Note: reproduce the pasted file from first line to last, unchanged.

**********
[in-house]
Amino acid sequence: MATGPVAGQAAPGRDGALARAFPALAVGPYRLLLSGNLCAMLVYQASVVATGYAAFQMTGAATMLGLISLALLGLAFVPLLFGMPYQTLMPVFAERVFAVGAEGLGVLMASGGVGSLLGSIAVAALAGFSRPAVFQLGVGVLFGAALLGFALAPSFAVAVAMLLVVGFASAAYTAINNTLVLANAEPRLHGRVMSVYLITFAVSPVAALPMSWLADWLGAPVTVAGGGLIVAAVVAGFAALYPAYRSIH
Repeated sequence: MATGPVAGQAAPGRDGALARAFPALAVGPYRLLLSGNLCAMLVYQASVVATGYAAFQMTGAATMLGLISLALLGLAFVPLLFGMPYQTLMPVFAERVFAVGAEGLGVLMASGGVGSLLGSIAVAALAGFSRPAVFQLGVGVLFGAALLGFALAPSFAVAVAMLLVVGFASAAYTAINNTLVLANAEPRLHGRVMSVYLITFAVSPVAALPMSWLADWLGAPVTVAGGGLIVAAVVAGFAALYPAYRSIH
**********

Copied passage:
[in-house]
Amino acid sequence: MATGPVAGQAAPGRDGALARAFPALAVGPYRLLLSGNLCAMLVYQASVVATGYAAFQMTGAATMLGLISLALLGLAFVPLLFGMPYQTLMPVFAERVFAVGAEGLGVLMASGGVGSLLGSIAVAALAGFSRPAVFQLGVGVLFGAALLGFALAPSFAVAVAMLLVVGFASAAYTAINNTLVLANAEPRLHGRVMSVYLITFAVSPVAALPMSWLADWLGAPVTVAGGGLIVAAVVAGFAALYPAYRSIH
Repeated sequence: MATGPVAGQAAPGRDGALARAFPALAVGPYRLLLSGNLCAMLVYQASVVATGYAAFQMTGAATMLGLISLALLGLAFVPLLFGMPYQTLMPVFAERVFAVGAEGLGVLMASGGVGSLLGSIAVAALAGFSRPAVFQLGVGVLFGAALLGFALAPSFAVAVAMLLVVGFASAAYTAINNTLVLANAEPRLHGRVMSVYLITFAVSPVAALPMSWLADWLGAPVTVAGGGLIVAAVVAGFAALYPAYRSIH